Google Android 2.3 Gingerbread? That’s so yesterday morning. Last evening Google’s Any Rubin pulled a prototype Motorola Tablet out of his bag, and it was running an early build of Android 3.0 Honeycomb. He says the new operating system will be available “next year” and it’s designed to work with both phones and tablets.

That means it supports higher resolution displays — and not just by letting apps scale to full screen. Some apps, like Gmail, will now support a two-pane approach where you can see a list of messages on the left and the body of a message on the right. You know, like Apple’s Mail app for iPad.

TechCrunch also notes that the tablet appears to have a new lock screen, which you can unlock simply by dragging the lock icon in any direction. There’s also a new desktop layout. It still supports icons for apps and widgets, but the tablet doesn’t have any physical buttons. This mean that if you’re holding a tablet in portrait or landscape mode, or even upside down, you don’t have to reach around the tablet at an awkward angle to reach the buttons.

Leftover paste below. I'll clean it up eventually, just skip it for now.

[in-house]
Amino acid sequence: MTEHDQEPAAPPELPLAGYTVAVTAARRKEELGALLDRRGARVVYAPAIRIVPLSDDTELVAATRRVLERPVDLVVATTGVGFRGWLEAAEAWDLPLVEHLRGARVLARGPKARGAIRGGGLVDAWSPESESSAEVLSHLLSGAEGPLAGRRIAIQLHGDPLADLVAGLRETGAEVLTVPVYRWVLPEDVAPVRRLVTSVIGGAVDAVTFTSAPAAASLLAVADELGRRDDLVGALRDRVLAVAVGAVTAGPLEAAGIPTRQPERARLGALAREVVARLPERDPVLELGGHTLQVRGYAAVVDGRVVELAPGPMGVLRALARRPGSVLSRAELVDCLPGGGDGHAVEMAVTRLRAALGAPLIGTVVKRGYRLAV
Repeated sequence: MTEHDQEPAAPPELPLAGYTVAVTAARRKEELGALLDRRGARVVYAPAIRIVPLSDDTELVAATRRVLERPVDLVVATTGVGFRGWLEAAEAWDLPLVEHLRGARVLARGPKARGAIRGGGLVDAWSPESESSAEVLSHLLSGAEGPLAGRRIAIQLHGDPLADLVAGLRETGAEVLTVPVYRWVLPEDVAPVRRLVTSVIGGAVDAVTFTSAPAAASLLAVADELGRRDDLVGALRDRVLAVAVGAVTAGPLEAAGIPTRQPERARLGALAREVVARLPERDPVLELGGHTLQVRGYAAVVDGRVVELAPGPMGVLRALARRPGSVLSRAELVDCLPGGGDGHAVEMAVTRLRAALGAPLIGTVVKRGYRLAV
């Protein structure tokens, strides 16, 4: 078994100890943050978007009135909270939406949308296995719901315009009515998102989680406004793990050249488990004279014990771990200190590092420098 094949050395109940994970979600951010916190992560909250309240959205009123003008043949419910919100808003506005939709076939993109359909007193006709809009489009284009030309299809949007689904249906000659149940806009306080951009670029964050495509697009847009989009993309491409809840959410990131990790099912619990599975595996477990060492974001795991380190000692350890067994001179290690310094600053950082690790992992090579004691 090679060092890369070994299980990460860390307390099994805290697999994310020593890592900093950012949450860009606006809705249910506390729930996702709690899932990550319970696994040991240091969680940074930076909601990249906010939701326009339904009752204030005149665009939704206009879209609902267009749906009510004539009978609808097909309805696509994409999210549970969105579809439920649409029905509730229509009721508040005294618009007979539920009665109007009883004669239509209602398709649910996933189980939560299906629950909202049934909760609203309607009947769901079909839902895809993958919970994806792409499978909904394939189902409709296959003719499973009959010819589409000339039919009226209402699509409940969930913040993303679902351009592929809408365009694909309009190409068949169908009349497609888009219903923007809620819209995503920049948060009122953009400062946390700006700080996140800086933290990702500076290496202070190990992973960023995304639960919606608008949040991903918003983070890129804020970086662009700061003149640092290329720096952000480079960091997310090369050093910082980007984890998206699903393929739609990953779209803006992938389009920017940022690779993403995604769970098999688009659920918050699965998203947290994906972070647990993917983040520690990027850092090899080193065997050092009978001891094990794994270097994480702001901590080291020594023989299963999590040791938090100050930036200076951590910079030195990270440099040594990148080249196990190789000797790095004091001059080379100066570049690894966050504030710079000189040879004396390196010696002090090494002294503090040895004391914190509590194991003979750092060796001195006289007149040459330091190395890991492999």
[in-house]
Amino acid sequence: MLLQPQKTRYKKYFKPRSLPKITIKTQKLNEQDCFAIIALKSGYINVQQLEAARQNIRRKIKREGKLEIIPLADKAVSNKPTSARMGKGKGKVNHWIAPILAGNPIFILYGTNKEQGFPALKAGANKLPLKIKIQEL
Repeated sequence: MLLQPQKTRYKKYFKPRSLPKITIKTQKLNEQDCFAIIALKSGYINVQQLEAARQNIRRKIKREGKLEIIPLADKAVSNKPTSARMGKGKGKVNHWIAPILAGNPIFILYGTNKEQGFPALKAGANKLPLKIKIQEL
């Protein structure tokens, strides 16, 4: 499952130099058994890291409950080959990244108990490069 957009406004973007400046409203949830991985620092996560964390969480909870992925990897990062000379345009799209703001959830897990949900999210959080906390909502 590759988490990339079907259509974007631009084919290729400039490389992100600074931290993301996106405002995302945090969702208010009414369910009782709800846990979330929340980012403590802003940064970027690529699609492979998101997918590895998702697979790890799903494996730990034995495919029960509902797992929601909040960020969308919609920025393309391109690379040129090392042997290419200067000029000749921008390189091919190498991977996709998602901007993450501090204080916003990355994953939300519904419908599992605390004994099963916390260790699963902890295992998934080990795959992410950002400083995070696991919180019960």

Rubin says the way Android 3.0 will work on both smartphones and tablets is that developers can write apps that have multiple views. On a tablet, both of those views may show up at the same time, stacked side-by-side (like the Gmail app), while on a smartphone, you may only see one screen at a time (like the current Gmail app).

Brad Linder

Brad Linder is editor of Liliputing and Mobiputing. He's been tinkering with mobile tech for decades and writing about it since...